Teachers who made an impact
Olivia said she had a great high school experience, thanks to the wonderful staff at Southern Cross Catholic College in Redcliffe.
“I loved going to Southern Cross, because it was like being part of one big family; it’s always been like a home to me,” she said.
Olivia’s mother, Kerry, said the creative and engaging methods of Olivia’s teachers were instrumental in helping Olivia to learn effectively and enjoy classes.
“Olivia is passionate about inclusive education and has addressed cohorts of teachers during conferences about how to make learning work better for students with Down Syndrome,” Kerry said.
Olivia said rule number one is to make it fun.
“Sometimes we would have multiplication, subtractions, additions and division – and learn that through cakes and chocolates,” Olivia said. “I had the best teachers ever.”
In science, her teacher taught the class about the structure of a cell using cake that was decorated to represent the cell membrane, nucleus and mitochondria, an approach Olivia said helped her to enjoy learning and remember content.
During school, Olivia said teachers allowed her regular breaks, helping her to maintain concentration and combat fatigue.
“I used to get really tired and wasn’t learning as much, so what they would do for me was to let me get up and do a bit of exercise, run around to get my energy levels back up again.
“Once I was energised, I’d sit back down, keep going with learning and blitz it!”
Kerry said one of the best aspects of Olivia attending a mainstream school was the exposure she had to extracurricular activities and socialising.
“Olivia put her hand up for anything, whenever there was anything happening,” Kerry said. “She got to help with events, play netball, tennis, drama, fundraising and theatre sports, which is great because it really gets her brain working and requires quick thinking.”
Flexibility crucial for inclusion
Although her dream job is in entertainment, Olivia has completed work experience in hospitality and retail, which has taught her lots of valuable skills.
Olivia’s work experience at a supermarket eventually led to ongoing employment and a part-time job. She now works three days a week.
At both school and work, Kerry said Olivia thrives when people find her strengths and offer her the flexibility to make either study or work fit those strengths.
“One of Olivia’s most successful teachers at school was her business teacher,” Kerry said.
“Business was really good because he would take the curriculum and turn it into something that not only you could do, but something you could really succeed at.”
A bright future
Beyond sport and advocacy, Olivia has immersed herself in the world of arts and entertainment. She thrives on stage, taking after her older sister Lucy, an actor and comedian.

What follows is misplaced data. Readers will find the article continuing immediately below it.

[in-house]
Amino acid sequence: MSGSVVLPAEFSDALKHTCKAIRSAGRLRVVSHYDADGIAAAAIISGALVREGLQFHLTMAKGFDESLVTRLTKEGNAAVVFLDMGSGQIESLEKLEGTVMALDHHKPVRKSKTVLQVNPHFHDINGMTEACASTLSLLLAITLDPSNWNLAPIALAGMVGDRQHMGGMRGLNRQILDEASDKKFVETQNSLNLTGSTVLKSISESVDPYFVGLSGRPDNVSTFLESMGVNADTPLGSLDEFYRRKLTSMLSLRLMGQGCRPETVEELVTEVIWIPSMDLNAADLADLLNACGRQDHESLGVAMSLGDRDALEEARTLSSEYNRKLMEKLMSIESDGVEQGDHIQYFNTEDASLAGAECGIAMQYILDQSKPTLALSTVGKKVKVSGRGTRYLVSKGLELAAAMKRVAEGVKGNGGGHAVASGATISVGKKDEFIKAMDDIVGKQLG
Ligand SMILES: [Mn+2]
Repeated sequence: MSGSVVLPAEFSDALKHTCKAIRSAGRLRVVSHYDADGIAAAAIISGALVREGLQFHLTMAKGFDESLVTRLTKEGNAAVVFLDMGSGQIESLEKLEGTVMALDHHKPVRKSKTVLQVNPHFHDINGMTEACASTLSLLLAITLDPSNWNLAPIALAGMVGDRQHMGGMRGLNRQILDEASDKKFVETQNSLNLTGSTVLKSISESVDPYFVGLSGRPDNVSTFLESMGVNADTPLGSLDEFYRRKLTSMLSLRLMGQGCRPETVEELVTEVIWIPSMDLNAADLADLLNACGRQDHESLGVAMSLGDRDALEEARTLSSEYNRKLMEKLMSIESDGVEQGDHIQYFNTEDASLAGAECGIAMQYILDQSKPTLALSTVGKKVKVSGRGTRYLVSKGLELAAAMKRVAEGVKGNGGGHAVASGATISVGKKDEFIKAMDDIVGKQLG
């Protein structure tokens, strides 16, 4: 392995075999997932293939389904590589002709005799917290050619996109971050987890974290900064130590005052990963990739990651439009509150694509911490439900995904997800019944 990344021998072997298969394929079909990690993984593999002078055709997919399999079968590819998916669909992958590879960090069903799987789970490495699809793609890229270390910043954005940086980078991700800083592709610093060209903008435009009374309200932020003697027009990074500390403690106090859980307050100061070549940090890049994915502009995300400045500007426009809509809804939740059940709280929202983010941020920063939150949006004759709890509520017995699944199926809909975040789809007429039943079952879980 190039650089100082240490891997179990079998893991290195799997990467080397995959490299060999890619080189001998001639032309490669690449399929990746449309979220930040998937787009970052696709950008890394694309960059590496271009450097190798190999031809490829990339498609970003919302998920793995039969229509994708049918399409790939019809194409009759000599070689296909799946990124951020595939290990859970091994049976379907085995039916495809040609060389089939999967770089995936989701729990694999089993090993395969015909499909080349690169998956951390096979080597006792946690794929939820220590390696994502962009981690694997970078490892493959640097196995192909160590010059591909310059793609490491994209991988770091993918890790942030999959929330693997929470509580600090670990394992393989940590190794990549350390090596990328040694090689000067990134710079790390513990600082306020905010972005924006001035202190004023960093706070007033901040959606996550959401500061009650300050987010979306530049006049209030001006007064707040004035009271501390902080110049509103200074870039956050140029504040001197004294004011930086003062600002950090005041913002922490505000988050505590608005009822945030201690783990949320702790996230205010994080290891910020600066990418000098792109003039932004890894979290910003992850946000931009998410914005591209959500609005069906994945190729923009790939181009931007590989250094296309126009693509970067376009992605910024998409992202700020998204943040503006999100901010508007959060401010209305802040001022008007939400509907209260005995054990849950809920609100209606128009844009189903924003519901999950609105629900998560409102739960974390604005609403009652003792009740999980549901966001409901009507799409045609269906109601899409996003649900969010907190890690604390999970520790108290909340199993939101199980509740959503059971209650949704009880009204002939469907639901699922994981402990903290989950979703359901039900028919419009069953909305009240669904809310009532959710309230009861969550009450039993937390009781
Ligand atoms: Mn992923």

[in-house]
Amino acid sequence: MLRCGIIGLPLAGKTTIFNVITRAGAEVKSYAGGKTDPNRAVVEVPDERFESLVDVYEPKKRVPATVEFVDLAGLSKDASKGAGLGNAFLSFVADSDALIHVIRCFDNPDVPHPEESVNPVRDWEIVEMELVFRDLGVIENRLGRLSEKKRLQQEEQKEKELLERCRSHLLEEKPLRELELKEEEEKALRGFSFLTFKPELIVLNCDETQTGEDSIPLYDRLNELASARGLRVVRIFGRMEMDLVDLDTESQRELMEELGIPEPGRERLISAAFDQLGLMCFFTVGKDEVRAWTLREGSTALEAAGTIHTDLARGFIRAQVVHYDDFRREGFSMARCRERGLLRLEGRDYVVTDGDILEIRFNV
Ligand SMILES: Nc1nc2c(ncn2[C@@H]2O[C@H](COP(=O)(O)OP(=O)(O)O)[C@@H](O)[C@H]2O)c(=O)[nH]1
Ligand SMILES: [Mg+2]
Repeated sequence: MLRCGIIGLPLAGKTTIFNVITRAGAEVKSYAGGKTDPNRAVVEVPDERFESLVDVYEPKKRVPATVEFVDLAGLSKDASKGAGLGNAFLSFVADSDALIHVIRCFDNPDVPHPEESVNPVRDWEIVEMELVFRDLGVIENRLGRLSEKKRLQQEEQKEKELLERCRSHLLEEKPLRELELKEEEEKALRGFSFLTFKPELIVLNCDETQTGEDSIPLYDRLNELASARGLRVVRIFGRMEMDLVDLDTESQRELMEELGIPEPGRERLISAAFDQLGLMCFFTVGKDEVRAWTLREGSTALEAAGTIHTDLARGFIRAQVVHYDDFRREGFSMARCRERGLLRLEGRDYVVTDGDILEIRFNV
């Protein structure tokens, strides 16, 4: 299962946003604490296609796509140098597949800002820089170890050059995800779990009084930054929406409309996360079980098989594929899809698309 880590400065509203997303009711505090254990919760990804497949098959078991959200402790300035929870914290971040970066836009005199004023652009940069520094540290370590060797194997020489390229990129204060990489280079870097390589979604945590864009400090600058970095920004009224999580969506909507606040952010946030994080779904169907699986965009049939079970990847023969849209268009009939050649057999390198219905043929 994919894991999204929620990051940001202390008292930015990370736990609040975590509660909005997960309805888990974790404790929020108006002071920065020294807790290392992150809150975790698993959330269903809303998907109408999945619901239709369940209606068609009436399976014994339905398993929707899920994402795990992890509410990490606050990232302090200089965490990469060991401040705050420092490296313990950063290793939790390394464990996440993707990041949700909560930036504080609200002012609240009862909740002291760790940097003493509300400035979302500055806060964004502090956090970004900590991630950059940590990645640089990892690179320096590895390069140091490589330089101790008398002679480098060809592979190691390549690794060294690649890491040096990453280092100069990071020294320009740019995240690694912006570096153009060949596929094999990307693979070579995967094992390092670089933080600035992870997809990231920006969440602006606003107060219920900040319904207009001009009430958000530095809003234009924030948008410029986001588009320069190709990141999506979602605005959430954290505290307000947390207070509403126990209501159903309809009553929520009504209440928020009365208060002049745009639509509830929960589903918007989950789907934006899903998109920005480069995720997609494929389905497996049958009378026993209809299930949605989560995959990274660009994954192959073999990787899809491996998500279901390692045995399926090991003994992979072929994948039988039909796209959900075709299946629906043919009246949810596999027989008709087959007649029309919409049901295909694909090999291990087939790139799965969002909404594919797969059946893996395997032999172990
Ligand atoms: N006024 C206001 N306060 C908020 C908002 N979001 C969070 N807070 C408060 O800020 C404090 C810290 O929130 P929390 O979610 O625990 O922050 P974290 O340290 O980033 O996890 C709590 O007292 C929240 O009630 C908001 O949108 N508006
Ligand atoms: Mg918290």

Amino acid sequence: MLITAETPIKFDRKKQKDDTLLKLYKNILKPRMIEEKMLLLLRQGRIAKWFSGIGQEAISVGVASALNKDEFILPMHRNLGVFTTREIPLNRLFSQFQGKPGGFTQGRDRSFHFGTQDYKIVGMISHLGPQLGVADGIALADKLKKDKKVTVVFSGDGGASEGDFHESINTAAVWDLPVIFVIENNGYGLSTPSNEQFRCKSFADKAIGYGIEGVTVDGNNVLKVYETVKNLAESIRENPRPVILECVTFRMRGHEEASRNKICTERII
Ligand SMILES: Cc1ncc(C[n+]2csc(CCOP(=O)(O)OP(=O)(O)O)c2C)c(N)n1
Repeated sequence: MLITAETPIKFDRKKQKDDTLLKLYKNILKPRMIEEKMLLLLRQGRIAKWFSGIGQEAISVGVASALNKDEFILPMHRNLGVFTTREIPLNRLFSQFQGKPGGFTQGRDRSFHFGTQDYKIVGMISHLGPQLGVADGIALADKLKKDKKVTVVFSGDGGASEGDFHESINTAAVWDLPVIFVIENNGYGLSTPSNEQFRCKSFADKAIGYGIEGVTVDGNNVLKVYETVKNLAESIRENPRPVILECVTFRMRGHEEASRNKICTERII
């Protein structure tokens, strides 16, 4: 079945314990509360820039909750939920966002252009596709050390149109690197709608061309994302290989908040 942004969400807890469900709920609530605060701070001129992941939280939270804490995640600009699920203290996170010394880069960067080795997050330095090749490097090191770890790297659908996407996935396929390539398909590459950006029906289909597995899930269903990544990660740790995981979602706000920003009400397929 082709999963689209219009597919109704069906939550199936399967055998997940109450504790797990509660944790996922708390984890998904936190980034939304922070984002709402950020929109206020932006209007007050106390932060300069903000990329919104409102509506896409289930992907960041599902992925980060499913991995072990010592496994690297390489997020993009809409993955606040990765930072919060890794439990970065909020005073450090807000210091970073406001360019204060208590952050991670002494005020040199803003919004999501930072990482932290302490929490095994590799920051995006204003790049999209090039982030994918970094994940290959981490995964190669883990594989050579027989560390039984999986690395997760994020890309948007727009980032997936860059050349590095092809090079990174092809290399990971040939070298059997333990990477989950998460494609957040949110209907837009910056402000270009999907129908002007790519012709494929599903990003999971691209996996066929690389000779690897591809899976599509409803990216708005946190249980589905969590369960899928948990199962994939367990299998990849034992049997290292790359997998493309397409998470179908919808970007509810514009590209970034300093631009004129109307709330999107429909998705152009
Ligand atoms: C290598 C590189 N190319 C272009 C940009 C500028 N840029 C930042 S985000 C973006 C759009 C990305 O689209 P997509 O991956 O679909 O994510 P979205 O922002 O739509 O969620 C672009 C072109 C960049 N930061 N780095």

Olivia started dancing at age four and currently averages 20 hours per week.
“I loved dancing so much that when I started, I told my mum I wanted to become a professional dancer and make a career out of it,” she said. “I’m working really hard to reach that goal.”
A graduate of NIDA’s Young Actor’s Studio, Olivia has been involved in several on-screen and live theatre productions, recently starring in a short film, Sunshine.
Kerry said Sunshine — which premiered at the 2021 Brisbane International Film Festival before moving on to the film festival circuit — is an important movie.
“It’s a beautiful story with a powerful message, but it’s told so sensitively,” Kerry said.
“So many modern films are dark and macabre with their shock factor, but I thought Sunshine was clever because you still got a surprise, but it was so gentle and sensitively done,” she said.
Olivia helped develop the movie through a program run by Bus Stop Films, an inclusive screen company that aims to raise the profile of people with disabilities and other marginalised groups who have an interest in film or aspirations to work in the industry.
“We helped write the script and I even got the chance to audition for the main part, which I got,” Olivia said.
Dream, believe, achieve
With new auditions coming up, Olivia is busy rehearsing her parts and learning scripts.
Kerry is proud of her daughter – doctors once believed she would never talk or be able to learn.
“That’s another thing school really prepared Olivia for,” Kerry said.
“Her literacy levels are really high, so being able to read is such a great advantage, and to assume someone with Down Syndrome might not be the best reader, it really does them a disservice.
“Do you think doctors and people in general tend to underestimate what people with Down Syndrome can do?” Kerry asked Olivia.
“I think they do,” Olivia said. “Some people do, some people don’t.
“If you have Down Syndrome or a disability, just know that even if some people see you as just your disability, don’t take that personally.
“The secret to success is to dream, believe, achieve and then work hard.
“If you put in the hard work, you can achieve your dreams and live an incredible life,” she said.